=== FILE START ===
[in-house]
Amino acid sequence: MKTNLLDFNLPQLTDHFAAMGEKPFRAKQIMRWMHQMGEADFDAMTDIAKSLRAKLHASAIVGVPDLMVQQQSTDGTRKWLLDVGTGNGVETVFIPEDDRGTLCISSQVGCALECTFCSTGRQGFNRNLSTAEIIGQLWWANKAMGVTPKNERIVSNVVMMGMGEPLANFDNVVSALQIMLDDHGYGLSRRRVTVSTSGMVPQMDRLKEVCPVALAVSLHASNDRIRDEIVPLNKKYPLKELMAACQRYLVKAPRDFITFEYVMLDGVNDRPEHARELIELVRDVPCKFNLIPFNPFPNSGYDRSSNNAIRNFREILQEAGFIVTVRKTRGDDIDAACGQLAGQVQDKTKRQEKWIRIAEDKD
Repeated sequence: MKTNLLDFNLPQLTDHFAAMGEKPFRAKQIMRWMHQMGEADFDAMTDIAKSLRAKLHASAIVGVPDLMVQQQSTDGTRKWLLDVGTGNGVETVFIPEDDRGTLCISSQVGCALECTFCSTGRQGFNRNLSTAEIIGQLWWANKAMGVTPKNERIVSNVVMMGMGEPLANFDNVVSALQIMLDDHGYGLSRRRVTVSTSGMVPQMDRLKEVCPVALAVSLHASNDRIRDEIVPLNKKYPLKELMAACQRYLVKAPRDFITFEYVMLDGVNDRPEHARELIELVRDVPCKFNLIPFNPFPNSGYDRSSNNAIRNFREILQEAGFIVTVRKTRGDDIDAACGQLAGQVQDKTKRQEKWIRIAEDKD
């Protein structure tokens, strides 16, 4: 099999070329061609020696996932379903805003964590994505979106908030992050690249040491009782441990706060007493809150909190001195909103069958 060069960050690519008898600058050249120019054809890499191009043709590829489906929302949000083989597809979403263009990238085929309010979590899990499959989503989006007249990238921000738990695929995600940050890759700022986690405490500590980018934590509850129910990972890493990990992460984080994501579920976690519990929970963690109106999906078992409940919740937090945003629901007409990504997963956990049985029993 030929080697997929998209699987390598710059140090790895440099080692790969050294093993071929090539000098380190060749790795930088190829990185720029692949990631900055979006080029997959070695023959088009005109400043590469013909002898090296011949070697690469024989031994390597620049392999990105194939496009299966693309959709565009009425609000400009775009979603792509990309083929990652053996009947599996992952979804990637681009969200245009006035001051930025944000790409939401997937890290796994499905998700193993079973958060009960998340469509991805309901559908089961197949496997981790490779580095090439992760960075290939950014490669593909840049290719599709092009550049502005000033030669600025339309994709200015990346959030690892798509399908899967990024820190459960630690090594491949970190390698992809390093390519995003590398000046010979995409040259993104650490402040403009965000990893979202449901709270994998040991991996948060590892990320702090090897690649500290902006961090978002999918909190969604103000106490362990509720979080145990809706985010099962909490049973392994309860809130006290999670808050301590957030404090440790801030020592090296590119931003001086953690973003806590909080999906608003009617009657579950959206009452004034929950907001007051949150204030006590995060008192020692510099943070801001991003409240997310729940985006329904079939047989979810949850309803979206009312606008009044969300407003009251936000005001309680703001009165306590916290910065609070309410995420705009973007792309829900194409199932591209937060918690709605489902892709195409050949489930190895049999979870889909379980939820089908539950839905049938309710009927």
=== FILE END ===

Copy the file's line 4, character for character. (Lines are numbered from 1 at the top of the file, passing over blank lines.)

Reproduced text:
């Protein structure tokens, strides 16, 4: 099999070329061609020696996932379903805003964590994505979106908030992050690249040491009782441990706060007493809150909190001195909103069958 060069960050690519008898600058050249120019054809890499191009043709590829489906929302949000083989597809979403263009990238085929309010979590899990499959989503989006007249990238921000738990695929995600940050890759700022986690405490500590980018934590509850129910990972890493990990992460984080994501579920976690519990929970963690109106999906078992409940919740937090945003629901007409990504997963956990049985029993 030929080697997929998209699987390598710059140090790895440099080692790969050294093993071929090539000098380190060749790795930088190829990185720029692949990631900055979006080029997959070695023959088009005109400043590469013909002898090296011949070697690469024989031994390597620049392999990105194939496009299966693309959709565009009425609000400009775009979603792509990309083929990652053996009947599996992952979804990637681009969200245009006035001051930025944000790409939401997937890290796994499905998700193993079973958060009960998340469509991805309901559908089961197949496997981790490779580095090439992760960075290939950014490669593909840049290719599709092009550049502005000033030669600025339309994709200015990346959030690892798509399908899967990024820190459960630690090594491949970190390698992809390093390519995003590398000046010979995409040259993104650490402040403009965000990893979202449901709270994998040991991996948060590892990320702090090897690649500290902006961090978002999918909190969604103000106490362990509720979080145990809706985010099962909490049973392994309860809130006290999670808050301590957030404090440790801030020592090296590119931003001086953690973003806590909080999906608003009617009657579950959206009452004034929950907001007051949150204030006590995060008192020692510099943070801001991003409240997310729940985006329904079939047989979810949850309803979206009312606008009044969300407003009251936000005001309680703001009165306590916290910065609070309410995420705009973007792309829900194409199932591209937060918690709605489902892709195409050949489930190895049999979870889909379980939820089908539950839905049938309710009927």